Residents with a disability will be able to receive a jab at all state-run vaccination centres without a booking. Ten new vaccination pop-up hubs will also be launched to speed up vaccination rates for Victorians living with a disability.
Immoral and inexcusable’: how Australians in disability homes fell from the front of the vaccine queue
“We started to get calls saying, ‘When are these guys showing up’?” says Moody, who was until June the chief executive of a peak body for national disability insurance scheme providers. “It’s fair to say that was the cry from providers for the next three months after. ‘When are they coming?’ It was clear something … Continued
Eligible NDIS providers in Victoria will be able to claim a one-off payment from the NDIA to cover costs for support workers to receive their COVID-19 vaccination.
More and more NDIS participants are requesting support workers who are COVID-vaccinated, says company spokeswoman Tiare Leahy.
On the advice of our public health team, all workers – in Melbourne and regional Victoria – on the Authorised Worker list will require their first COVID-19 vaccine dose by Friday, 15 October in order to continue working onsite. They will need to be fully vaccinated by 26 November.
“One of our big concerns is that the Vaccine rollout has been using NDIS participants to identify vaccination rates of disabled people. However, there remain very low rates of participation in the NDIS of First Peoples,”
Minister for the NDIS Senator the Hon Linda Reynolds CSC said it was another important step in protecting the disability community from the virus – and in increasing the number of vaccinated participants.
All people with disability must have a genuine opportunity to be fully vaccinated before there is a significant easing of COVID restrictions in any state or territory, the disability royal commission says.
The experiences of people with disability, in the context of the Australian Government’s approach to the COVID 19 vaccine rollout – Commissioners’ draft report
ings and seven recommendations about the Australian Government’s approach to the COVID-19 vaccine rollout as it affects people with disability, particularly people in residential disability settings and people with intellectual disability.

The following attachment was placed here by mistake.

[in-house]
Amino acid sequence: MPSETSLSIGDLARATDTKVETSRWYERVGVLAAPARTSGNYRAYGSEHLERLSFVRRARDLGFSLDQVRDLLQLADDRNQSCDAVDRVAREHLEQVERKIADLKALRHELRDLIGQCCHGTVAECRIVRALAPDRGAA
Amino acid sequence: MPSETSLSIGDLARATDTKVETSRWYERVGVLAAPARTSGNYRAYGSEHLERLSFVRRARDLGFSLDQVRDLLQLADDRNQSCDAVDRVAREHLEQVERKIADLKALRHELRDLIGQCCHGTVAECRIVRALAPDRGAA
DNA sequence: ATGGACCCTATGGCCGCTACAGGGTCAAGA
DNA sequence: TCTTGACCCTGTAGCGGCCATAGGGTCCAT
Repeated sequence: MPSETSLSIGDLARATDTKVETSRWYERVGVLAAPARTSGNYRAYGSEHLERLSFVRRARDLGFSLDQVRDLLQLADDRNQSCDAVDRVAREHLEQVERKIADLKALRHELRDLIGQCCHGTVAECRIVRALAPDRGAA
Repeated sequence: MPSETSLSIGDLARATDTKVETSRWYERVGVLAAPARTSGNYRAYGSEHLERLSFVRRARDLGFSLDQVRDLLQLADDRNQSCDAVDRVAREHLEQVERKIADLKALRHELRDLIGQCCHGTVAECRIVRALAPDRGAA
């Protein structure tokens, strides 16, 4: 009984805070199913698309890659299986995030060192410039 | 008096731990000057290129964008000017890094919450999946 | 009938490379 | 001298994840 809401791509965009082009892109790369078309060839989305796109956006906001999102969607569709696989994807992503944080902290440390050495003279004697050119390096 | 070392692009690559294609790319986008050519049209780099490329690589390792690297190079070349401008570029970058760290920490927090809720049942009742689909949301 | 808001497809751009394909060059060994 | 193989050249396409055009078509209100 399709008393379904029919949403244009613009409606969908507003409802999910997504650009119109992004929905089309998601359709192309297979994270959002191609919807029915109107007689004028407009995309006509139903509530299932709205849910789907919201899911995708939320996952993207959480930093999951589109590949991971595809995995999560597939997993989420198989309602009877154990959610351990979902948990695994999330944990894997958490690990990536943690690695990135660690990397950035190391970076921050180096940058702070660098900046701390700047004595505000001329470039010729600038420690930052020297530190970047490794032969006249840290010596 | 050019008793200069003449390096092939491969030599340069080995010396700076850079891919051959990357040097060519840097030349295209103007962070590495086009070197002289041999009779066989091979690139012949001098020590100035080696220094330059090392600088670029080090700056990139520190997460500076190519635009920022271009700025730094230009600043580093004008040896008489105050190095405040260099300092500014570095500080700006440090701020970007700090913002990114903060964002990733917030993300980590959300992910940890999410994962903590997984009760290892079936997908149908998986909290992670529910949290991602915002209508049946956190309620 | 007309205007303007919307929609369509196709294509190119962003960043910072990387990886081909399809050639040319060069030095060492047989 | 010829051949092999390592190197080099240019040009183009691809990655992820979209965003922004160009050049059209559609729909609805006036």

Speaking of privilege, Many of the wellness types promoting “natural immunity” have benefited from financial access to healthcare, healthy environments, education, and financial resources to improve their health — factors that directly impact a person’s health status. They’re lucky they can access those resources and systems. Others are not so lucky.
Vaccine passports will be a key item on National Cabinet’s agenda today. But as the country prepares to open up, with NSW hurtling toward that milestone, there are grave fears that Australians with a disability will be left behind with vaccination rates still lagging. Guest: Professor Anne Kavanagh.
People with Disability Australia (PWDA), along with other disability organisations, say they are still waiting for a clear plan and targets to ensure priority groups are vaccinated – including people with disability and chronic medical conditions – before plans to open-up are implemented.
The first doses of vaccine arrived on Australia’s shores on February 15 and most of the highest priority people were to have received at least a first dose by April. The strategy was sound – but you need more than words on a page to make strategy become reality.
The COVID-19 pandemic compounded existing inequalities for workers with disability, leaving many of them feeling stretched, stressed and unfairly treated. However, the unprecedented move to remote and flexible work during the pandemic also created opportunities to better understand how flexible work arrangements can support people with disability to access and participate meaningfully in the workplace. … Continued
Just over a quarter of Australians in the National Disability Insurance Scheme (NDIS) are fully vaccinated – behind the national average – with hundreds of thousands of people yet to have a jab despite being in the federal government’s highest priority groups.